DELAWARE, Ohio. Scientists at Ohio Wesleyan University, home of “The Big Ear” radio telescope, reported today that they have detected signals from a distant galaxy confirming the existence of a seventh Pointer Sister, a phenomenon predicted by Einstein’s General Theory of Relativity that had stumped stargazers for nearly a century.
“We were channel-surfing when we stopped at VH1,” said astrophysicist Emile Nugent, referring to a cable television network that airs biographies of stars that have faded into obscurity. “In the penumbras of emanations in a grainy rock video from the 1980s we detected a seventh sister ‘Tonya,’ who had eluded all prior attempts to capture her on Tivo.”
“He’s so shy . . .”
The Pointer Sisters are an all-female rhythm ‘n blues singing group from Oakland, California where, according to American expatriate writer Gertrude Stein, “there is no there there.” Over the course of their 46-year career the group has been comprised of six different women, not all of whom are sisters, and the existence of a seventh sister remained largely–and smally–a matter of conjecture. “There was never any doubt about June, Bonnie, Ruth and Anita,” said Norbert Carver, a Professor of Pointerology at Fordham University of the four original Pointers. “When Issa and Sadako Pointer became visible to the naked eye in 2006 and 2009, respectively, the possibility of an additional sister that would make the group a seven-member constellation comparable to the Pleiades seized the minds of scientists at major observatories and shook them like a labrador puppy with a chew toy.”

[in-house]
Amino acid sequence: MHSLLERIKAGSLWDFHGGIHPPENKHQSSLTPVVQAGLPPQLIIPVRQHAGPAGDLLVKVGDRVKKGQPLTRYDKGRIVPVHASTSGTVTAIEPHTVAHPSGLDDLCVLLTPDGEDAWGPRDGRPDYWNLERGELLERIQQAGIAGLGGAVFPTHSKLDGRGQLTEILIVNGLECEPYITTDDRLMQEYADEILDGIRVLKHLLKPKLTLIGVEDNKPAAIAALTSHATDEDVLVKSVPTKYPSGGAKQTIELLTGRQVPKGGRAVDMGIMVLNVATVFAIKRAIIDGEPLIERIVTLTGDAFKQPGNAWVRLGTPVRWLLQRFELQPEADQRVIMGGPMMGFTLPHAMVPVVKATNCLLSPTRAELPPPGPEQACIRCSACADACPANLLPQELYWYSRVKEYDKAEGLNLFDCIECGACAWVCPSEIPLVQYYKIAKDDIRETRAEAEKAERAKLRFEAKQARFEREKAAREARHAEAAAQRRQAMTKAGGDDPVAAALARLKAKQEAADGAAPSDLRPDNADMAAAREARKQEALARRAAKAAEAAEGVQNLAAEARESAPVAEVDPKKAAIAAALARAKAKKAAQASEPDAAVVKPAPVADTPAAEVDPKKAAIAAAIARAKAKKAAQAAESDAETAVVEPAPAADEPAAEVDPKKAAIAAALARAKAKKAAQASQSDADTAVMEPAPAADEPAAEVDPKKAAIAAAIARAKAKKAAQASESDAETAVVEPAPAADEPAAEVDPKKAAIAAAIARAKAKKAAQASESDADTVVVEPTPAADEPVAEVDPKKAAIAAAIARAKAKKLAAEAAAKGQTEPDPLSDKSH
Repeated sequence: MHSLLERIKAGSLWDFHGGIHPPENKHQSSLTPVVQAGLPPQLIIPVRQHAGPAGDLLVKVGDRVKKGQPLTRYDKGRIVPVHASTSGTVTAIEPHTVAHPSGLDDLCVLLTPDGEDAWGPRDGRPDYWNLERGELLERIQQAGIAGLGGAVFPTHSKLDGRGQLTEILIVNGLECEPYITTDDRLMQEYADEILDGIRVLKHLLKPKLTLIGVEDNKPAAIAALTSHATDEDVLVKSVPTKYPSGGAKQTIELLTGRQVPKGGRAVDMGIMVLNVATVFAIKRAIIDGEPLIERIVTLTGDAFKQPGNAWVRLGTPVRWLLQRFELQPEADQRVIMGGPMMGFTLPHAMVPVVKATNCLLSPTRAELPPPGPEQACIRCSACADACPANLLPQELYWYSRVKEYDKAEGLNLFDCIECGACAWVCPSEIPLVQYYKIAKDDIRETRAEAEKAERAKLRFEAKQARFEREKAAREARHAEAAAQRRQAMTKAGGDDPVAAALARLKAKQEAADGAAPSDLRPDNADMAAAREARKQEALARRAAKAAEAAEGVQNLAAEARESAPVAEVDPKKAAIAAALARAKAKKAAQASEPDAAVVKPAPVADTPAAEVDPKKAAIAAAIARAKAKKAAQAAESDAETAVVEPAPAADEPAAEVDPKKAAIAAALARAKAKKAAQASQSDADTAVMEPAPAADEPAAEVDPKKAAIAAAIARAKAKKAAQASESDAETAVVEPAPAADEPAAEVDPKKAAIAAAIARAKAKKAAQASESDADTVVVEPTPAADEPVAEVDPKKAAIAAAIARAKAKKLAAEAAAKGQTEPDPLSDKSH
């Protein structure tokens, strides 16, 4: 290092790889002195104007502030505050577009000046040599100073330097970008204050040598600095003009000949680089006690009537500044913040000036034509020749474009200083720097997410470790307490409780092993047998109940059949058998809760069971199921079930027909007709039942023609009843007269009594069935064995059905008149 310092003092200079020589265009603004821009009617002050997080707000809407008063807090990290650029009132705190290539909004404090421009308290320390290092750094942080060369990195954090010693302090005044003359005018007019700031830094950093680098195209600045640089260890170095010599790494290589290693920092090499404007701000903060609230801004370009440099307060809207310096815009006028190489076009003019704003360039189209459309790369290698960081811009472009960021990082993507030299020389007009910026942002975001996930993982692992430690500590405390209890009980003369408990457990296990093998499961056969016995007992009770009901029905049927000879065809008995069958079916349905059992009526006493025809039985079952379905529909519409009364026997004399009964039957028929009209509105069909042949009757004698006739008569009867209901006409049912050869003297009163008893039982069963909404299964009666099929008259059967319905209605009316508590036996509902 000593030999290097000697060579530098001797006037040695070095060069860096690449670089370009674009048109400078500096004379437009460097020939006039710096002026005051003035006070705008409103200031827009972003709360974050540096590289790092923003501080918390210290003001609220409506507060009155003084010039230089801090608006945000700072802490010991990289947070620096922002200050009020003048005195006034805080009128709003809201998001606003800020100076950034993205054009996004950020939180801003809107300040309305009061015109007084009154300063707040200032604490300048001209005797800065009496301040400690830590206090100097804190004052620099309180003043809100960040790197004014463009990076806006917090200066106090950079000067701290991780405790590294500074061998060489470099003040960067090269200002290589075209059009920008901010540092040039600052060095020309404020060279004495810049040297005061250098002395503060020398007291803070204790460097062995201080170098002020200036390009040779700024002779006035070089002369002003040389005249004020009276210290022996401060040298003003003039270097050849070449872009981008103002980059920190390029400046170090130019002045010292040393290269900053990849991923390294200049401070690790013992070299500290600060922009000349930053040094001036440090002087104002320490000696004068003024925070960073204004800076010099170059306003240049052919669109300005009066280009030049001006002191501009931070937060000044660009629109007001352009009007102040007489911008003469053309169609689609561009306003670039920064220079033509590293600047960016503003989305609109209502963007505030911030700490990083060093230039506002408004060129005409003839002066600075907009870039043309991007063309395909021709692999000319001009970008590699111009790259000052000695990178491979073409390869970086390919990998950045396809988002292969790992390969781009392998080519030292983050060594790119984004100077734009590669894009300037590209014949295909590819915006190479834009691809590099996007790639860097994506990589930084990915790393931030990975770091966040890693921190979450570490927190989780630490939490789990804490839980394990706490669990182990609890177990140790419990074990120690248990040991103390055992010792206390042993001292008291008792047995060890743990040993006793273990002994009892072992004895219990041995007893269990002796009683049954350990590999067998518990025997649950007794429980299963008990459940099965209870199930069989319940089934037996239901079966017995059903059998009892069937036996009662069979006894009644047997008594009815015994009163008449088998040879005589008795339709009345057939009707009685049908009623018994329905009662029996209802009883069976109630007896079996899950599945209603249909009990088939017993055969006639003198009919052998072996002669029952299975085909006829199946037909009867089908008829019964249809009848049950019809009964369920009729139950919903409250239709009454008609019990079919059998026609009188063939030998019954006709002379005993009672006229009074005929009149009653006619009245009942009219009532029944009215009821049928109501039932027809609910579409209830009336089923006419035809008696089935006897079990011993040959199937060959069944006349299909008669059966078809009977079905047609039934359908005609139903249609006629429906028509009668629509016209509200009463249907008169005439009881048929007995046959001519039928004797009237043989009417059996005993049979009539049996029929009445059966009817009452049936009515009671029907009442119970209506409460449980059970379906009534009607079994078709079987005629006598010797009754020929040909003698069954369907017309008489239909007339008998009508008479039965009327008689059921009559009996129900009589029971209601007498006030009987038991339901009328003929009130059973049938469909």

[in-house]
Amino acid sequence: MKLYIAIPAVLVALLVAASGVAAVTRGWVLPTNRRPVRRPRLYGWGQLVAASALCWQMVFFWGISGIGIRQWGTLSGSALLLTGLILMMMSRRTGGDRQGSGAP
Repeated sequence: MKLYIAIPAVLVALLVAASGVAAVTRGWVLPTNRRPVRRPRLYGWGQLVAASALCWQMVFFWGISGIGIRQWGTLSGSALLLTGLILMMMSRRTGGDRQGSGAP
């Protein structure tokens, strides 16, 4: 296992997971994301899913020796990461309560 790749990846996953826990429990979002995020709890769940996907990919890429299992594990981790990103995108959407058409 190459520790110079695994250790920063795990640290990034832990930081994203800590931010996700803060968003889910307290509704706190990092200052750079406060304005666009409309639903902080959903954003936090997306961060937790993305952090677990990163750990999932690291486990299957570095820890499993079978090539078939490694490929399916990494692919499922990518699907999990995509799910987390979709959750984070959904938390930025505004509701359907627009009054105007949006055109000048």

Einstein predicted the success of the group in his 1905 paper On a Heuristic Viewpoint Concerning the Production and Transformation of “Lite” R&B published in Tiger Beat magazine. His work was vindicated when two of the sisters, June and Bonnie, bent streams of light on the TV dance show “Soul Train.”
The discovery is predicted to be a boon for cable music channels in the THX 1138 spiral galaxy, where the seventh sister orbits in tandem with a member of The Brothers Johnson, another sibling R&B group from the 80s. “We make most of our money on infomercials and religious programming,” said station manager Glorp “Buddy” X21173. “It’s nice to have something besides the Ab Blaster to watch on the monitors.”